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Middle England

Narrated by: Rory Kinnear
Length: 14 hrs and 11 mins
4.5 out of 5 stars (145 ratings)
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Summary

Penguin presents the audiobook edition of Middle England by Jonathan Coe, read by Rory Kinnear. 

'It was tempting to think, at times like this, that some bizarre hysteria had gripped the British people.' 

Beginning eight years ago on the outskirts of Birmingham, where car factories have been replaced by Poundland, and London, where frenzied riots give way to Olympic fever, Middle England follows a brilliantly vivid cast of characters through a time of immense change.

There are newlyweds Ian and Sophie, who disagree about the future of the country and, possibly, the future of their relationship; Doug, the political commentator who writes impassioned columns about austerity from his Chelsea townhouse, and his radical teenage daughter who will stop at nothing in her quest for social justice; Benjamin Trotter, who embarks on an apparently doomed new career in middle age, and his father, Colin, whose last wish is to vote in the European referendum. And within all these lives is the story of modern England: a story of nostalgia and delusion, of bewilderment and barely suppressed rage.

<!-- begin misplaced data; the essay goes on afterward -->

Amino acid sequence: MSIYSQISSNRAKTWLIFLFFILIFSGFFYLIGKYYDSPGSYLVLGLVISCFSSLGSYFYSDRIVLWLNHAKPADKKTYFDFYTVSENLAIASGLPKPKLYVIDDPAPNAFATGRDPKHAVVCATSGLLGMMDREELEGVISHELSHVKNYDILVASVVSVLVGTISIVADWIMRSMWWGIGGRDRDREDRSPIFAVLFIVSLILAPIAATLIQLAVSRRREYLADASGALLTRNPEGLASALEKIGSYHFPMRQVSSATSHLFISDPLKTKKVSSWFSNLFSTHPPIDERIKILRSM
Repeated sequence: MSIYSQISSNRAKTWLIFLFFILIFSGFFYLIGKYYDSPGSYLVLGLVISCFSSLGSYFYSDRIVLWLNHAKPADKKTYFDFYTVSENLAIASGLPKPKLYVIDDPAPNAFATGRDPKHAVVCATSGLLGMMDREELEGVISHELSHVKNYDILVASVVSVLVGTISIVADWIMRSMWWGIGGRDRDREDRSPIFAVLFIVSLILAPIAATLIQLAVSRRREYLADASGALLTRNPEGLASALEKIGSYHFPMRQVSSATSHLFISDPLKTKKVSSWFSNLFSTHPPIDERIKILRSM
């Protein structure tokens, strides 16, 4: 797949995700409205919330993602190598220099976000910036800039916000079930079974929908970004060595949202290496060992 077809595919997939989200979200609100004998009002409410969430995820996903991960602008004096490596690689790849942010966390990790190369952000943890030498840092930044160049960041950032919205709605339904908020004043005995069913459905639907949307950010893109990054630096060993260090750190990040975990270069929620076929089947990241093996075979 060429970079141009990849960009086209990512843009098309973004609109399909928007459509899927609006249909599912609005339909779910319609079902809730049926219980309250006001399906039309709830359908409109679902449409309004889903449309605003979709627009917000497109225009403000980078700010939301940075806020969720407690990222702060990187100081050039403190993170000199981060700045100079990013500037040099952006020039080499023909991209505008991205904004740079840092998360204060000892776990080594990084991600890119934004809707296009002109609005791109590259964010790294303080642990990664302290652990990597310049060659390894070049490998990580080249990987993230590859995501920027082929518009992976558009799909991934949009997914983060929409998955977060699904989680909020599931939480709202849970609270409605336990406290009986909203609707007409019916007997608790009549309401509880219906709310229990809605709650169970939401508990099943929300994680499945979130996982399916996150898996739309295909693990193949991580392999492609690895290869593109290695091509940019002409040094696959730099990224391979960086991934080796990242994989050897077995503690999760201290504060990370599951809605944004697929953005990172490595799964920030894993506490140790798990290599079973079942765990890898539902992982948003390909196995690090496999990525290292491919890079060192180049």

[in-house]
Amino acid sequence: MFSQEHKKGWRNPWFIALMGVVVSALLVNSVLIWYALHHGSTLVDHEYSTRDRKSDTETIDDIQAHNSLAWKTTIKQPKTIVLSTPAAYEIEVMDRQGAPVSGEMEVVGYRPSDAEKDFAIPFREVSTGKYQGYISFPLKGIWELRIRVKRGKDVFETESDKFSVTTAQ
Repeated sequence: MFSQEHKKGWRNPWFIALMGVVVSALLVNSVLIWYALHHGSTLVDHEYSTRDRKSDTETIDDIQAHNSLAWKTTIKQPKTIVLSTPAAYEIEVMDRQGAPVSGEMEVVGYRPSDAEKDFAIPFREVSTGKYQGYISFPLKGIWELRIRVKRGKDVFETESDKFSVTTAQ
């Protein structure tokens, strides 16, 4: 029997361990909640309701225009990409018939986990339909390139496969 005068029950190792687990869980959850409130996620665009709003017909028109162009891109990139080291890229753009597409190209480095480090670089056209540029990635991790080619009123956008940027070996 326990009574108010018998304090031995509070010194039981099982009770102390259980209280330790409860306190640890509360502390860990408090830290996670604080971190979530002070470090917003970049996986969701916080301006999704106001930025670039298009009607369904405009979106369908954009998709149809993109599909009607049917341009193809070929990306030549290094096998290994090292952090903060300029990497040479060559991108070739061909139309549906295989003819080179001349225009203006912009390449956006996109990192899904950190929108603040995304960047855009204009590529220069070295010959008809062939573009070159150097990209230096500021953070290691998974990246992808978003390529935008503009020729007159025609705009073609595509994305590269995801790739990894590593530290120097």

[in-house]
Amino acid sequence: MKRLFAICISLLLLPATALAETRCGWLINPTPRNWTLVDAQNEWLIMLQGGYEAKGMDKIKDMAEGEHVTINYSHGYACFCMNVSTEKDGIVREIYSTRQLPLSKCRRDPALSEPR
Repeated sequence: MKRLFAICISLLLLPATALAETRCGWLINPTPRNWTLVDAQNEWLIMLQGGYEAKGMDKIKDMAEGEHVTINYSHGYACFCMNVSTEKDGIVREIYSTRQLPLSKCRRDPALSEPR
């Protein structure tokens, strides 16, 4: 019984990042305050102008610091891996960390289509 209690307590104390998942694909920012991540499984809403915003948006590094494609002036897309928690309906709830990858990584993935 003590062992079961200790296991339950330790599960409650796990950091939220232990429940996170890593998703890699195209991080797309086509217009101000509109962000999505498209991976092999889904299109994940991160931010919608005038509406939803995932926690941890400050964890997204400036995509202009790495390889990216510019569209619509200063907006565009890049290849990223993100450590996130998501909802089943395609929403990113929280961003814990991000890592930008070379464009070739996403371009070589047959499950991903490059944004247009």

Following in the footsteps of The Rotters' Club and The Closed Circle, Jonathan Coe's new novel is the novel for our strange new times. 

©2018 Jonathan Coe (P)2018 Penguin Books Ltd

Critic reviews

"Coe is among the handful of novelists who can tell us something about the temper of our times." (The Observer)

"Probably the best English novelist of his generation." (Nick Hornby)

"You can't stop reading....I was haunted for days." (The Independent on Number 11)

What members say

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  • Overall
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    5 out of 5 stars

Highly absorbing 'political Gogglebox'

...A cross-sectional comic look at modern Britain.

I didn't think I would like this so much, but listening to this and reliving the past decade with the characters, the Olympics, elections, riots, Brexit, I found myself thinking back over events as well as enjoying seeing said events through various lenses and viewpoints.

An eclectic cast of characters, young and old, parents and children, Londoners and Midlanders, live through the most recent decade in England, offering us social commentary on a Gogglebox scale, with multiple viewpoints on key events as they live their own lives.